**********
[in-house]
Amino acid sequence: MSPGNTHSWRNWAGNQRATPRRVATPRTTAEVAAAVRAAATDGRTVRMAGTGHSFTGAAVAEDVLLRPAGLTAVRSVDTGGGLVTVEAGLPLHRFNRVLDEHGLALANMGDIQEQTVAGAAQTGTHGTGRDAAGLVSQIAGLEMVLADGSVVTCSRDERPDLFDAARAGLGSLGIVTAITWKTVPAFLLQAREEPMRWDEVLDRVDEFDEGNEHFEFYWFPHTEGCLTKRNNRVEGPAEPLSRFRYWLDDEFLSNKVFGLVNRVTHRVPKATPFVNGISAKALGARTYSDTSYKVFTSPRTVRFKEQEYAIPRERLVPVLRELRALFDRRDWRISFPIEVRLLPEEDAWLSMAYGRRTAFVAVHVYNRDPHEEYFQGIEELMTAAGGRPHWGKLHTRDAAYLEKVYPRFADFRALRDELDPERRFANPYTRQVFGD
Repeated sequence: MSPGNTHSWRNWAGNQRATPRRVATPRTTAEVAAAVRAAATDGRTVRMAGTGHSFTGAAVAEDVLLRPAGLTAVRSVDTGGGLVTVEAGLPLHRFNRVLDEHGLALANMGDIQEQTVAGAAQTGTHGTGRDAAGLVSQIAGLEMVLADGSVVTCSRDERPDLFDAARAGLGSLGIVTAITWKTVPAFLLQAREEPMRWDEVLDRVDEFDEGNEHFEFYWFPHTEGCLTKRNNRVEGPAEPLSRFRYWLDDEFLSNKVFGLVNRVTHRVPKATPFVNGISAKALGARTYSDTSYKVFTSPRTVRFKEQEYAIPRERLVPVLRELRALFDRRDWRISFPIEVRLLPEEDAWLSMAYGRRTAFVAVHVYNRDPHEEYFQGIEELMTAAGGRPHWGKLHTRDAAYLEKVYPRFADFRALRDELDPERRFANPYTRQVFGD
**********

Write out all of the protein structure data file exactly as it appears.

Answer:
[in-house]
Amino acid sequence: MSPGNTHSWRNWAGNQRATPRRVATPRTTAEVAAAVRAAATDGRTVRMAGTGHSFTGAAVAEDVLLRPAGLTAVRSVDTGGGLVTVEAGLPLHRFNRVLDEHGLALANMGDIQEQTVAGAAQTGTHGTGRDAAGLVSQIAGLEMVLADGSVVTCSRDERPDLFDAARAGLGSLGIVTAITWKTVPAFLLQAREEPMRWDEVLDRVDEFDEGNEHFEFYWFPHTEGCLTKRNNRVEGPAEPLSRFRYWLDDEFLSNKVFGLVNRVTHRVPKATPFVNGISAKALGARTYSDTSYKVFTSPRTVRFKEQEYAIPRERLVPVLRELRALFDRRDWRISFPIEVRLLPEEDAWLSMAYGRRTAFVAVHVYNRDPHEEYFQGIEELMTAAGGRPHWGKLHTRDAAYLEKVYPRFADFRALRDELDPERRFANPYTRQVFGD
Repeated sequence: MSPGNTHSWRNWAGNQRATPRRVATPRTTAEVAAAVRAAATDGRTVRMAGTGHSFTGAAVAEDVLLRPAGLTAVRSVDTGGGLVTVEAGLPLHRFNRVLDEHGLALANMGDIQEQTVAGAAQTGTHGTGRDAAGLVSQIAGLEMVLADGSVVTCSRDERPDLFDAARAGLGSLGIVTAITWKTVPAFLLQAREEPMRWDEVLDRVDEFDEGNEHFEFYWFPHTEGCLTKRNNRVEGPAEPLSRFRYWLDDEFLSNKVFGLVNRVTHRVPKATPFVNGISAKALGARTYSDTSYKVFTSPRTVRFKEQEYAIPRERLVPVLRELRALFDRRDWRISFPIEVRLLPEEDAWLSMAYGRRTAFVAVHVYNRDPHEEYFQGIEELMTAAGGRPHWGKLHTRDAAYLEKVYPRFADFRALRDELDPERRFANPYTRQVFGD